As a result of their policy differences and their different threat perceptions, GCC members have not been able to determine any roadmap in the future relations with Iran. Some, like the UAE, have resumed diplomatic relations with Damascus—an indirect victory for Iran. On the other hand, rising tensions between the United States and Iran and the possibility of a showdown in Persian Gulf affecting the flow of oil have moved some of the GCC oil states like Kuwait to seek to defuse the crisis by reaching out to Iran. At the same time, however, they have tried to bolster their own defense by procuring more arms and entering into new military arrangements.
Iraq, meanwhile, is enjoying the benefits of unprecedented bilateral trade with Iran while relying on Iran for gas and electricity, so much so that Pompeo’s State Department had to issue a waiver for Iran-Iraq trade. That waiver is due to expire in April 2019. By all indications, the United States will have to extend it or risk alienating Baghdad and seeing it bust sanctions irrespective of U.S. pressure. Similarly, the waiver extended to seven other nations on oil imports from Iran—China, India, Japan, South Korea, Turkey, Italy, and Greece—will likely be extended due to the energy needs of these countries. India also enjoys a waiver on the Chabahar project, which has no timeline, connected to a free-zone project that so far has attracted several hundred foreign companies from 15 countries. Another free-trade zone, established between Iran and (the Russia-led) Eurasian Economic Union, also serves Iran’s regional trade and sanctions-busting purposes.
Turkey, another Iran neighbor, also has good economic and diplomatic ties with Iran. It receives 11 percent of its energy needs from Iran and seeks to boost the Iran-Turkish trade volume to $30 billion a year, per a recent summit between the Iranian and Turkish presidents in Ankara. Angered by Trump’s flip flop on Syria, Turkish President Recep Tayyip Erdogan has made it abundantly clear that he will coordinate his Syria moves with Tehran and Moscow. In other words, Pompeo cannot count on Turkey in an alliance against Iran, just as he cannot count on Iraq and a number of GCC states. For that matter, he can’t rely on Egypt either, for it too has moved closer to Iran in some respects, despite Cairo’s financial dependence on Riyadh. It remains to be seen if Egypt will allow itself to be used as a pawn in a regional chess game or assert itself as an independent player commensurate with its historical weight.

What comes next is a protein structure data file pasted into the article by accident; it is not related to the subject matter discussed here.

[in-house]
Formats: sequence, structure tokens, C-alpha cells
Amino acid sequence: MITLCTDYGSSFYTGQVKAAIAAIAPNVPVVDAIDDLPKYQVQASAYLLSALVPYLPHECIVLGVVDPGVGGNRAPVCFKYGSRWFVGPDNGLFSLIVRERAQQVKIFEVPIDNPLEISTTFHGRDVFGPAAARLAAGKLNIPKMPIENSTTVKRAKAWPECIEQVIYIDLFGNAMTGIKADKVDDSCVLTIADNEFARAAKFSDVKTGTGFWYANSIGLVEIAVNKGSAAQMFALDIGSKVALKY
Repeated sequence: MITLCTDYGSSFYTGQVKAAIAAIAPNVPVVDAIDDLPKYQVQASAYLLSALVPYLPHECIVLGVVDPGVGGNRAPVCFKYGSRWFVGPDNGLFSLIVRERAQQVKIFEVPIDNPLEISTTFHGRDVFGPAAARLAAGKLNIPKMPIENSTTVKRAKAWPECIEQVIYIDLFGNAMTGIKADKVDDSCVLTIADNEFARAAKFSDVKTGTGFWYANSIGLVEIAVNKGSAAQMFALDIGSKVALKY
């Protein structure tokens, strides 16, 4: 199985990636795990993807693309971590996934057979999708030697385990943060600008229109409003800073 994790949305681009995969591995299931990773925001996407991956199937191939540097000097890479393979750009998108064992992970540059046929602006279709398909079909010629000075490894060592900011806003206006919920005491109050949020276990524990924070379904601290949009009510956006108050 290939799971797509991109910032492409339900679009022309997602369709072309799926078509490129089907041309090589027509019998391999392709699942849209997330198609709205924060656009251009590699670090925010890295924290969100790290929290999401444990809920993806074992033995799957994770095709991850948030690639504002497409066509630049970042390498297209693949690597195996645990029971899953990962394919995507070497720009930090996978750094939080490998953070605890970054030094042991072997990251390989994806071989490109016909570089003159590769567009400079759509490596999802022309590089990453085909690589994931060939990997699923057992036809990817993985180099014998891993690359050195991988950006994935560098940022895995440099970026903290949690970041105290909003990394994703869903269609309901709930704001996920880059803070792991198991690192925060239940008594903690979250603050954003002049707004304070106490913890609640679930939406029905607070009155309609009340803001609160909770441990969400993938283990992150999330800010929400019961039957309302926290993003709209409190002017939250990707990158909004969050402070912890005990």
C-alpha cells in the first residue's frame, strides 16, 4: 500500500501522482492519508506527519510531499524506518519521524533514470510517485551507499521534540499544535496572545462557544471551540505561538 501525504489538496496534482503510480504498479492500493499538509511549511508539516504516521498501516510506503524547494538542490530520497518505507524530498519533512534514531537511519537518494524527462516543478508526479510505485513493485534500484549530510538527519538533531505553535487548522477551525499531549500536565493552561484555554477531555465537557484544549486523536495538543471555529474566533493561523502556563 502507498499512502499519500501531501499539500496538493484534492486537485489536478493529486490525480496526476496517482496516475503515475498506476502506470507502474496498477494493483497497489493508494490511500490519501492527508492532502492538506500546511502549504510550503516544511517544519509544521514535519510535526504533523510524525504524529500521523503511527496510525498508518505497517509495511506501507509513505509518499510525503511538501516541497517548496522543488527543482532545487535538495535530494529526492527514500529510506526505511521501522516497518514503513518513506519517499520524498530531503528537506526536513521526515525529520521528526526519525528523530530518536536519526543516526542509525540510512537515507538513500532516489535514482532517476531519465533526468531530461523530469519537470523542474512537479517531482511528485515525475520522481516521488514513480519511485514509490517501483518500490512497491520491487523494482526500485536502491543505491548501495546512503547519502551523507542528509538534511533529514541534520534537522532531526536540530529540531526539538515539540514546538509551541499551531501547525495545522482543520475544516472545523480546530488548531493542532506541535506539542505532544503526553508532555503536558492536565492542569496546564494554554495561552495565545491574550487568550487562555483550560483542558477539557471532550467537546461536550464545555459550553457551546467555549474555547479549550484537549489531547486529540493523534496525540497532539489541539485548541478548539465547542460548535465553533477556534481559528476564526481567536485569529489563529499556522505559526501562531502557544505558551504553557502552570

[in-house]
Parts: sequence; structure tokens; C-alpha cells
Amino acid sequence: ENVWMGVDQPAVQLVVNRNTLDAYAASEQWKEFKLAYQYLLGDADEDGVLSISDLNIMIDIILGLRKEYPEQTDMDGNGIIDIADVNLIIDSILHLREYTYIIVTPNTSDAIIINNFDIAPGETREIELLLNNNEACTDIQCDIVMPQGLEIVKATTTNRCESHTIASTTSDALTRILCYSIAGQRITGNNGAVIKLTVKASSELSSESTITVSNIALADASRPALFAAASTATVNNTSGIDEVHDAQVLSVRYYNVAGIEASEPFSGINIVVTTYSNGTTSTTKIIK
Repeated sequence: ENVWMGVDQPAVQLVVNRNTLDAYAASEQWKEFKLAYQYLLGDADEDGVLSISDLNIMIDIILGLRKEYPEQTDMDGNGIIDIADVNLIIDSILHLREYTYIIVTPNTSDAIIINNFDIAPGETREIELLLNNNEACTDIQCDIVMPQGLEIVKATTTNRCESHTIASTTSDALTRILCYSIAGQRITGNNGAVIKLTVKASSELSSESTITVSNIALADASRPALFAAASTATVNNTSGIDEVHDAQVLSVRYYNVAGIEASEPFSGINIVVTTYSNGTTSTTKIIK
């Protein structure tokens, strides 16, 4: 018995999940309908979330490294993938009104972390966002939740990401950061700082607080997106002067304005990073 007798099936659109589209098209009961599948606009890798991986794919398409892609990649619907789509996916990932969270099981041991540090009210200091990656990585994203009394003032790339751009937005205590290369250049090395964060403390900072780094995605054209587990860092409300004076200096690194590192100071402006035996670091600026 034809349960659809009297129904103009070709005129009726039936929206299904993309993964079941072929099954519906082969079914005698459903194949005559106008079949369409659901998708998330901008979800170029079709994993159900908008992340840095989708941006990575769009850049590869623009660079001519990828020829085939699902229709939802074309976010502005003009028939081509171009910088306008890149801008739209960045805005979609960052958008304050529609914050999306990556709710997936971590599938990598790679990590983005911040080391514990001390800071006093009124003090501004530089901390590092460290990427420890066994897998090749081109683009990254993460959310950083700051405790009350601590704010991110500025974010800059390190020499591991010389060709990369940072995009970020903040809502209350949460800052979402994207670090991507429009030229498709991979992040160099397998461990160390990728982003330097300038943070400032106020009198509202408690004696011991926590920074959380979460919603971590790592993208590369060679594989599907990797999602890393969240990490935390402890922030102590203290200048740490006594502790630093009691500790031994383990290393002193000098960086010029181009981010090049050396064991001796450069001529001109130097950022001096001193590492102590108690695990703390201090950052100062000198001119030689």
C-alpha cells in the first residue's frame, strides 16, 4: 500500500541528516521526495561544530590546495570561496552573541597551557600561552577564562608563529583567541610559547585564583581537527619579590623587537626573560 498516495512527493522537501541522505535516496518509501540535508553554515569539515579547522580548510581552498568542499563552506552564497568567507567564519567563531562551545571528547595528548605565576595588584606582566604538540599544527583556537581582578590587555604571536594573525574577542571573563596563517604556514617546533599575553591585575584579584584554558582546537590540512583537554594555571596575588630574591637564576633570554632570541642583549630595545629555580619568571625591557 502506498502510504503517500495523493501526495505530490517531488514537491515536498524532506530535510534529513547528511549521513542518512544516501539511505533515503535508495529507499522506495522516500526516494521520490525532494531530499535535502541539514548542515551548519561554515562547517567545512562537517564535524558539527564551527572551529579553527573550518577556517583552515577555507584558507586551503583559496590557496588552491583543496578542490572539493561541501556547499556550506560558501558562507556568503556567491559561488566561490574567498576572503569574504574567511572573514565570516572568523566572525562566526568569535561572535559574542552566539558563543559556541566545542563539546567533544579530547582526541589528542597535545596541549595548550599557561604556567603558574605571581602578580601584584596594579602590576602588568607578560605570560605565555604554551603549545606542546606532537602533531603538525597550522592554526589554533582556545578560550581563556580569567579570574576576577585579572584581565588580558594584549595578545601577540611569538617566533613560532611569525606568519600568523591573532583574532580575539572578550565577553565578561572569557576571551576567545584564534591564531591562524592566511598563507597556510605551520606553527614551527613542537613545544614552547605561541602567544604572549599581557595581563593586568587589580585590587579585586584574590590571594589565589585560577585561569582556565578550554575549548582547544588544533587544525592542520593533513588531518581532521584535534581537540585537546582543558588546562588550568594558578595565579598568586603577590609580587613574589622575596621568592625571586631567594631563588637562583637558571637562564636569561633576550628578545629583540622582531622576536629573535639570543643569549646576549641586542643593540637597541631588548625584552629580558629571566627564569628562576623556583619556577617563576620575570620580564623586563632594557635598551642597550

The Arab NATO
This is an important issue because the United States wants to create a Middle East Strategic Alliance—an “Arab NATO”—that fosters security cooperation, including a regional anti-missile defense shield, among the six Gulf states (Saudi Arabia, the UAE, Kuwait, Bahrain, Oman, and Qatar) plus Egypt and Jordan. Deterring Iran’s aggression forms a central purpose of the new regional alliance. This is an old Saudi proposal that the Trump administration has embraced wholeheartedly as part of giving Riyadh carte blanche to ceate a Saudi-centered security environment in the Persian Gulf and adjacent regions including the Red Sea and Gulf of Oman. The continuing Saudi-Qatar dispute, however, makes such an alliance considerably more difficult to construct.
Some experts have interpreted the Arab NATO initiative as Trump unwisely abandoning Obama’s balancing approach in an attempt to create a “Sunni axis” against Iran. Others see it as a result of “threat inflation” by Washington and Riyadh to make it seem as though Iran has more power and influence, from Iraq and Syria to Lebanon and Yemen, than it actually has.
Ironically, the heightened U.S. campaign against Iran comes at a time when the region is beginning to recover from the rampant terrorism of the past few years. The ceasefire in Yemen is still holding, the Syrian conflict is morphing into a post-conflict situation, and there are also signs of progress in dialogue with the Taliban in Afghanistan where the United States has reluctantly admitted that Iran is helping to “calm” the situation. In turn, this points to the deep flaws in the enemy image of Iran propagated by Trump administration, which has sold billions of dollars of sophisticated arms to the region’s conservative states, all of whom have ossified systems that have resisted political modernization. Pompeo has openly stated that “we want to restore democracy” in Iran, but he has no qualms about the lack of democracy in other parts of the Middle East.
Despite Pompeo’s boasts about correcting Obama’s mistakes, it is in fact the Trump administration that has seriously misinterpreted regional realities. It has continued to pursue a deeply flawed Middle East policy based on exaggerating the threat of Iran and underplaying the threat of Saudi adventurism. This approach is bound to escalate tensions. It might even culminate in yet another calamitous war of choice, irrespective of Trump’s own stated antipathy to such a scenario.
Kaveh Afrasiabi has taught at Tehran University and Boston University and is a former consultant to the UN Program on Dialogue Among Civilizations. He is the author of several books on Iran, Islam, and the Middle East, most recently Iran Nuclear Accord and the Remaking of the Middle East (2018) and the co-author of the forthcoming Trump and Iran: Containment to Confrontation.